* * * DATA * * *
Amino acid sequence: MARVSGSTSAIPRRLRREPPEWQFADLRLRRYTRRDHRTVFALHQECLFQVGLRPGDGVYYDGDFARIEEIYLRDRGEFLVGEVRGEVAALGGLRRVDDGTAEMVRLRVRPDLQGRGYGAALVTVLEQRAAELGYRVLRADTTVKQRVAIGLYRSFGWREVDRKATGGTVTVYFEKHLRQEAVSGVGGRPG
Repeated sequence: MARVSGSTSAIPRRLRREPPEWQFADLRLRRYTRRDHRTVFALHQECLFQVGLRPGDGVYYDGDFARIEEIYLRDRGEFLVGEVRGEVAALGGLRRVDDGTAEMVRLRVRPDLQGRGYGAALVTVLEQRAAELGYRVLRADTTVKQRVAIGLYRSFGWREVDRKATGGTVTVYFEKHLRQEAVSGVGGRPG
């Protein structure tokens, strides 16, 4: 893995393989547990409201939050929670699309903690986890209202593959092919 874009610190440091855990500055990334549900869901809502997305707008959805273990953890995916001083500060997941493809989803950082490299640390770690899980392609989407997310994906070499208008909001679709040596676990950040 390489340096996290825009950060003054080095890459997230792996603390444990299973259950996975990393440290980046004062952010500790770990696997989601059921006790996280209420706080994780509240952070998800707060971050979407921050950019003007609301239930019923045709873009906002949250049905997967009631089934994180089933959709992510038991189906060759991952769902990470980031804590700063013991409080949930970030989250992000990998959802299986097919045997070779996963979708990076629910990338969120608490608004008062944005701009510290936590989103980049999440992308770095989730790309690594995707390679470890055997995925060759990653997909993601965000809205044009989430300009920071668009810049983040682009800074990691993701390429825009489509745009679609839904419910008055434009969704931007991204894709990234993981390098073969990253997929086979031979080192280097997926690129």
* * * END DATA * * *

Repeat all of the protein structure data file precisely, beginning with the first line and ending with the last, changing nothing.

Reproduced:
Amino acid sequence: MARVSGSTSAIPRRLRREPPEWQFADLRLRRYTRRDHRTVFALHQECLFQVGLRPGDGVYYDGDFARIEEIYLRDRGEFLVGEVRGEVAALGGLRRVDDGTAEMVRLRVRPDLQGRGYGAALVTVLEQRAAELGYRVLRADTTVKQRVAIGLYRSFGWREVDRKATGGTVTVYFEKHLRQEAVSGVGGRPG
Repeated sequence: MARVSGSTSAIPRRLRREPPEWQFADLRLRRYTRRDHRTVFALHQECLFQVGLRPGDGVYYDGDFARIEEIYLRDRGEFLVGEVRGEVAALGGLRRVDDGTAEMVRLRVRPDLQGRGYGAALVTVLEQRAAELGYRVLRADTTVKQRVAIGLYRSFGWREVDRKATGGTVTVYFEKHLRQEAVSGVGGRPG
């Protein structure tokens, strides 16, 4: 893995393989547990409201939050929670699309903690986890209202593959092919 874009610190440091855990500055990334549900869901809502997305707008959805273990953890995916001083500060997941493809989803950082490299640390770690899980392609989407997310994906070499208008909001679709040596676990950040 390489340096996290825009950060003054080095890459997230792996603390444990299973259950996975990393440290980046004062952010500790770990696997989601059921006790996280209420706080994780509240952070998800707060971050979407921050950019003007609301239930019923045709873009906002949250049905997967009631089934994180089933959709992510038991189906060759991952769902990470980031804590700063013991409080949930970030989250992000990998959802299986097919045997070779996963979708990076629910990338969120608490608004008062944005701009510290936590989103980049999440992308770095989730790309690594995707390679470890055997995925060759990653997909993601965000809205044009989430300009920071668009810049983040682009800074990691993701390429825009489509745009679609839904419910008055434009969704931007991204894709990234993981390098073969990253997929086979031979080192280097997926690129």